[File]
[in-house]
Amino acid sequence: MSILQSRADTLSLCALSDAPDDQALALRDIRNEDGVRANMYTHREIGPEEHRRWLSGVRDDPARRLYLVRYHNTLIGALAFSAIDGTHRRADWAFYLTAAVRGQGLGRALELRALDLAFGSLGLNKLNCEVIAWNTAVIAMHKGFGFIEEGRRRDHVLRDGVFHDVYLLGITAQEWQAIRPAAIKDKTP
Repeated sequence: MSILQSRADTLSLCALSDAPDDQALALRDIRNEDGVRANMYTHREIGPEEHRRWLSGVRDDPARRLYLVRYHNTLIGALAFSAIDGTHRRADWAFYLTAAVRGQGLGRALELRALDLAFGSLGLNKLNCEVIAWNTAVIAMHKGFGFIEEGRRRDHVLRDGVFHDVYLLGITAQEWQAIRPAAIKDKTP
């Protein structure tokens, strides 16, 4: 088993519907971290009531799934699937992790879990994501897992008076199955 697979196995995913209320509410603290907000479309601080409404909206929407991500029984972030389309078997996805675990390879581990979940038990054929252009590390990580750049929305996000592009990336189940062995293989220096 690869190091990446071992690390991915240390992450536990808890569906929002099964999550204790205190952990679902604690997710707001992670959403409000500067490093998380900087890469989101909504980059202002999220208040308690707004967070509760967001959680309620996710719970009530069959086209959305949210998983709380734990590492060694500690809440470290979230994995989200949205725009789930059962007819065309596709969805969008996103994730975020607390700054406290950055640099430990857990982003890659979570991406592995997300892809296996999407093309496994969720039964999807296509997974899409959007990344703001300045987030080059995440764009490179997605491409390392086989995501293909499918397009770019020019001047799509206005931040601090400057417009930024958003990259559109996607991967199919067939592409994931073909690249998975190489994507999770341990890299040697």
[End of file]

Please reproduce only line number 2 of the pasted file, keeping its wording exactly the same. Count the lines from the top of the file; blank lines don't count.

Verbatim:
Amino acid sequence: MSILQSRADTLSLCALSDAPDDQALALRDIRNEDGVRANMYTHREIGPEEHRRWLSGVRDDPARRLYLVRYHNTLIGALAFSAIDGTHRRADWAFYLTAAVRGQGLGRALELRALDLAFGSLGLNKLNCEVIAWNTAVIAMHKGFGFIEEGRRRDHVLRDGVFHDVYLLGITAQEWQAIRPAAIKDKTP